Federal Court Declares Historic World War I Veterans Memorial Constitutional, American Humanist Association Appeals
Bladensburg World War I Veterans Memorial
At Issue: The constitutionality of veterans memorials with religious imagery
Case Status: Ongoing
On November 30, 2015, the United States District Court for the District of Maryland ruled that the historic Bladensburg World War I Veterans Memorial, built in the shape of a cross, is constitutional and may continue to stand where it was erected in 1925. The decision came after a legal battle that lasted nearly two years, which began when the American Humanist Association alleged in February 2014 that the memorial violated the Establishment Clause. Read the Court’s decision. On December 28, 2015, the American Humanist Association appealed the Court's decision to the U.S. Court of Appeals for the Fourth Circuit.
The Bladensburg World War I Veterans Memorial
The American Legion is the largest veterans service organization in the nation. In 1925, a local post of The American Legion erected the Bladensburg World War I Veterans Memorial to honor the selfless sacrifice of 49 men from Prince George’s County, Maryland who gave their lives serving in the U.S. Armed Forces during World War I.
At the base of the Memorial Cross is a bronze plaque listing the names of the 49 fallen heroes. On the plaque above the names, along with the dates 1917 and 1918, is the inscription “This Memorial Cross Dedicated To The Heroes of Prince George’s County Who Gave Their Lives In The Great War For The Liberty Of The World.”
On the plaque beneath the names is a quote from President Woodrow Wilson, which says, “The right is more precious than peace; we shall fight for the things we have always carried nearest to our hearts; to such a task we dedicate our lives.” Four words are inscribed on the base of the memorial above the plaque, one word on each side: Valor, Endurance, Courage, Devotion. A brightly colored image of The American Legion emblem is emblazoned on the memorial on both sides of the intersection of the cross shape.
The memorial sits in the immediate vicinity of several other veterans’ memorials, including monuments to those who served in the Battle of Bladensburg (War of 1812), World War II, the Korean War, and Vietnam. Nearby, there is also a memorial to those who lost their lives on September 11, 2001.
Liberty Institute Defends Memorial Against Lawsuit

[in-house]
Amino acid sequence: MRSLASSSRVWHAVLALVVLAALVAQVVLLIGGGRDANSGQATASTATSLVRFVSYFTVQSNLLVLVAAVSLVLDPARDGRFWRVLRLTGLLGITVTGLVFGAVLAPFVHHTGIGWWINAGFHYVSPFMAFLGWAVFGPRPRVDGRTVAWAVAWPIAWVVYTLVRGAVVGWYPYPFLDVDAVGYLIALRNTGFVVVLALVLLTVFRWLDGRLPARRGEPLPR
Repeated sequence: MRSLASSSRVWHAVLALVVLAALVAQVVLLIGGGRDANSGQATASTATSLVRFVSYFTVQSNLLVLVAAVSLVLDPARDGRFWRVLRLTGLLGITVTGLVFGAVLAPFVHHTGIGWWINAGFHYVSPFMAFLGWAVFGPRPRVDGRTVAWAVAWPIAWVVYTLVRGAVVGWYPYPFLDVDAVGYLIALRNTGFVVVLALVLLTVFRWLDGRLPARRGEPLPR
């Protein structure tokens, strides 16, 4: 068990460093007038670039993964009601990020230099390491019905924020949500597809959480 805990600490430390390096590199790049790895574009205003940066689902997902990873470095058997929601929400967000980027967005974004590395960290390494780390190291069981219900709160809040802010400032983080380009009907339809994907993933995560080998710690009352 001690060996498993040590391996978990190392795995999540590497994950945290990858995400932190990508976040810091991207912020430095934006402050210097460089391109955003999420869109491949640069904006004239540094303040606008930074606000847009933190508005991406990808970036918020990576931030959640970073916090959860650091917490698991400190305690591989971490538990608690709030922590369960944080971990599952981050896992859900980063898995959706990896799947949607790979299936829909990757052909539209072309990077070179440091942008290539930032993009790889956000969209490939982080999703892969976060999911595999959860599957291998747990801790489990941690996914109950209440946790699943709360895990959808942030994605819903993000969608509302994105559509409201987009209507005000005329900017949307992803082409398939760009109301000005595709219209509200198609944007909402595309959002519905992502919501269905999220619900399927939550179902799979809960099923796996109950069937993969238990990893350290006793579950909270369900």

Although the Bladensburg World War I Veterans Memorial has stood as a tribute to Maryland veterans for almost 90 years without any objections, the American Humanist Association and some of its members filed a complaint in February 2014, alleging that the public ownership, maintenance, and display of the memorial violated the Establishment Clause.
Liberty Institute filed a motion to intervene in the lawsuit on behalf of The American Legion. In September 2014, the United States District Court for the District of Maryland granted the motion, permitting the Legion to become a party in the lawsuit to defend the memorial.
On November 30, 2015, the United States District Court for the District of Maryland ruled that the Bladensburg World War I Memorial is constitutional. But on December 28, 2015, the American Humanist association appealed that decision to the U.S. Court of Appeals for the Fouth Circuit.
Liberty Institute continues to represent The American Legion in defense of the memorial.
Why This Case Matters
The Bladensburg World War I Veterans Memorial joins a growing list of veterans memorials across the country that have come under attack for including religious imagery. However, the cross shape has been used by the military as a secular symbol of military service for much our nation’s history. For example, the Distinguished Service Cross, Navy Cross, other cross-shaped memorials and the countless crosses placed as headstones for fallen Americans are all used to honor our service members’ sacrifice.
If the Bladensburg Memorial must come down, then so to must the many veterans memorials across the country which bear religious imagery. This would require tearing down the Argonne Cross in Arlington Cemetery and sandblasting the word “God” from the Tomb of the Unknown Soldier. Americans know that tearing down any part of these veterans memorial dishonors the selfless service of the men they were erected to honor, which is why over 90% of Americans support the preservation of veterans memorials that contain religious symbols.
Press Release - 11/30/15
Court Opinion by the U.S. District Court for the District of Maryland – 11/30/15
Court Order by the U.S. District Court for the District of Maryland – 11/30/15
Motion for Summary Judgment - 06/10/15
Memo for Motion - 06/10/15